October 17, 2014


New Ways of Analyzing Variation 43 is being held in Chicago this year from October 23 to 26, with two campuses of the University of Illinois co-hosting the conference. As usual, the University of Toronto is sending a whole pile of its sociolinguists to share their research. In alphabetical order by first author, these are:

Marisa Brook (Ph.D.)
A peripheral view of a change from above: Prestige forms over time in a medium-sized community

LeAnn Brown (Ph.D.)
Phonetic cues, indexical fields, and the perception of gender and sexual orientation

Claire Childs (former visiting graduate student, now back at Newcastle University), Christopher Harvey (Ph.D.), Karen Corrigan (Newcastle University) and Sali A. Tagliamonte (faculty)
Comparative sociolinguistic insights in the evolution of negation

Derek Denis (Ph.D.) and alumna Alexandra D'Arcy (Ph.D. 2005, now at the University of Victoria):
Homogeneity, convergence, mega-trends, and stuff like that

Shayna Gardiner (Ph.D.)
Taking possession of the Constant Rate Hypothesis

Naomi Nagy (faculty) and Michael Iannozzi (BA)
Older speakers use more null subjects, but the variable is stable: Accounting for contrasting reports of contact effects in Italian and Faetar

Katherine Rehner (faculty) and Raymond Mougeon (York University):
Socio-stylistic dimensions of the (non-)use of negative particle ne in French Canadian high schools

Anne-José Villeneuve (faculty) and Philip Comeau (Université du Québec à Montréal)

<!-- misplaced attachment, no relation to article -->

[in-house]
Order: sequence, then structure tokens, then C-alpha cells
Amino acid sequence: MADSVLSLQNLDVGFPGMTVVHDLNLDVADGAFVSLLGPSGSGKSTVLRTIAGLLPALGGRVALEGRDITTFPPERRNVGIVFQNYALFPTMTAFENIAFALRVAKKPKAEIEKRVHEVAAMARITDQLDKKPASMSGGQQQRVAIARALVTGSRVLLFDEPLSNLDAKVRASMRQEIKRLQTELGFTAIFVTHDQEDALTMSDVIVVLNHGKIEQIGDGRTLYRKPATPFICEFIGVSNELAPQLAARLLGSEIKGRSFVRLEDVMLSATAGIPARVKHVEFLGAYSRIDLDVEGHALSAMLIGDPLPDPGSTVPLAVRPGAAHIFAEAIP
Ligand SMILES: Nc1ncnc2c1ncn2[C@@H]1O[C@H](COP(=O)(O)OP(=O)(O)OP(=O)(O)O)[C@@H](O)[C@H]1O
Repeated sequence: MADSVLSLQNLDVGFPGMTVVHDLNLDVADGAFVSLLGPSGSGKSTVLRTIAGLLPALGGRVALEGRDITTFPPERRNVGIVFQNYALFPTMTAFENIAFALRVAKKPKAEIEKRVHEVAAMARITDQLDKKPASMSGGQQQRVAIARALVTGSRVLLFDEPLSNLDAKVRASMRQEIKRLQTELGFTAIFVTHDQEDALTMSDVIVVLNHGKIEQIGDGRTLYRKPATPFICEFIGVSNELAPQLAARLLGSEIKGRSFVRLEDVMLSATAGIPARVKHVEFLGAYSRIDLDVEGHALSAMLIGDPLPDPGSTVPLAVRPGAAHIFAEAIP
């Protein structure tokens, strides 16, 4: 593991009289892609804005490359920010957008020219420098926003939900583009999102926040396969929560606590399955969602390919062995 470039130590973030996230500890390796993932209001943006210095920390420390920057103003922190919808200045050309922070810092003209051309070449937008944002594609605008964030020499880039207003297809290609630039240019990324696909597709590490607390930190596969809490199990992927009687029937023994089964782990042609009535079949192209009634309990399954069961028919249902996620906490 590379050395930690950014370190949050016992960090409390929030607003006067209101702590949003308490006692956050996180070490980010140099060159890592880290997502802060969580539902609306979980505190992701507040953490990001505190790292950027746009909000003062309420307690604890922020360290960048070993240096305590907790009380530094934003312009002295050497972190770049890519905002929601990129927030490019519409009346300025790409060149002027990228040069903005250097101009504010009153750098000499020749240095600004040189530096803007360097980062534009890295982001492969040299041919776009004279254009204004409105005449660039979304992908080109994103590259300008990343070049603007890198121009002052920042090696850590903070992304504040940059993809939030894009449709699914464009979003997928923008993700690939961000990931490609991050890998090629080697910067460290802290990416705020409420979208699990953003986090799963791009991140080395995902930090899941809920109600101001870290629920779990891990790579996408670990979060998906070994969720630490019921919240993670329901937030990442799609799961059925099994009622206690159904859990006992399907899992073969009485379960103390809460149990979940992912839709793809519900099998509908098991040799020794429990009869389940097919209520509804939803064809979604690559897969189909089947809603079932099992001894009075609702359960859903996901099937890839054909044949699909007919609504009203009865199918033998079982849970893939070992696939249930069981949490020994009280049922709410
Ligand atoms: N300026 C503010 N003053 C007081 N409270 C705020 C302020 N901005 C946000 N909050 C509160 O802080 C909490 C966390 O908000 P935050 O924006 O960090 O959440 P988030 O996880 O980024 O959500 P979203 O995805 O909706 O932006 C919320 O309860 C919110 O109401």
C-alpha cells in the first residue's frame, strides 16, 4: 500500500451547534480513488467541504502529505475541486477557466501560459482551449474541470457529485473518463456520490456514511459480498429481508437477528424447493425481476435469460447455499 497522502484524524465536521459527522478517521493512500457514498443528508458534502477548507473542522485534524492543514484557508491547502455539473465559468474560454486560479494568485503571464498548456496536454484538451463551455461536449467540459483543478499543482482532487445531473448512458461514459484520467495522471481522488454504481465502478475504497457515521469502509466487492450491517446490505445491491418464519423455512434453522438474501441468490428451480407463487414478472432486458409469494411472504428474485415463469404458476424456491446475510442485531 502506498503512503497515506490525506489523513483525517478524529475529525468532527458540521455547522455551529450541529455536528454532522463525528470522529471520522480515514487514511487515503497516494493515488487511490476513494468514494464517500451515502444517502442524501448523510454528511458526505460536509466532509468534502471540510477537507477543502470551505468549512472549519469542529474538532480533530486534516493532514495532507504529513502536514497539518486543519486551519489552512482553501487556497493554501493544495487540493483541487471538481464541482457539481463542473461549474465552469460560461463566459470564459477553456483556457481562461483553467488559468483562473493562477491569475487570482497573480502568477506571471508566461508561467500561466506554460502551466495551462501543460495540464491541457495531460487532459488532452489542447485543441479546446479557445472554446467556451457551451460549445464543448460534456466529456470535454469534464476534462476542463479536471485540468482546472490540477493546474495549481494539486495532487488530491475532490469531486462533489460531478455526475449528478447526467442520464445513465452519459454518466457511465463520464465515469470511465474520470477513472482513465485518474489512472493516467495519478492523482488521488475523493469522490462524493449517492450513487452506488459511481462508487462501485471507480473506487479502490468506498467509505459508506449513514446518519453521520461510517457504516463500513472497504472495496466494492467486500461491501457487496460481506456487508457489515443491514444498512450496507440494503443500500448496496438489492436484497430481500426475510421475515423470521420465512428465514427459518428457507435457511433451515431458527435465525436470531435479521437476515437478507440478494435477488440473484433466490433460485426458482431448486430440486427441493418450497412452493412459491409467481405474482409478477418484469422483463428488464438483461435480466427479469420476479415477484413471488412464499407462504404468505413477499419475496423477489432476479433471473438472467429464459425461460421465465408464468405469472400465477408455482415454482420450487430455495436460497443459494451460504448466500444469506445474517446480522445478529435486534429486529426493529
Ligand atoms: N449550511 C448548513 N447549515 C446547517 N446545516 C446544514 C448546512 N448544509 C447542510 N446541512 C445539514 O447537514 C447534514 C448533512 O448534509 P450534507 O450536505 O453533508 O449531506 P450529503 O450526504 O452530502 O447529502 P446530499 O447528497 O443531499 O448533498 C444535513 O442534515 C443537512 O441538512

Contrasting constraints in future temporal reference

Other alumni presenting are:

Emilie LeBlanc (MA 2014, now at York University)
Clustering variants in Acadian French

Shannon Mooney (MA 2012, now at Georgetown University) along with Grace Sullivan (Georgetown University):
Investigating an acoustic measure of perceived isochrony

Nicole Rosen (Ph.D. 2007, now at the University of Manitoba) with Melissa Heinrichs (University of Manitoba)
Canadian Shift in time - or is it in space?

Maddie Shellgren (MA 2011, now at Michigan State University) is giving a talk as part of a panel:
Measuring real-time judgments in sociolinguistics and beyond

Two faculty members are also presenting workshops:

Naomi Nagy
Coding in ELAN

Sali A. Tagliamonte (with Ph.D. students Derek Denis and Matt Hunt Gardner)
Quantitative methods: new trends and perspectives

Several other graduate students and faculty members will be in attendance. And next year's NWAV conference will be in Toronto!

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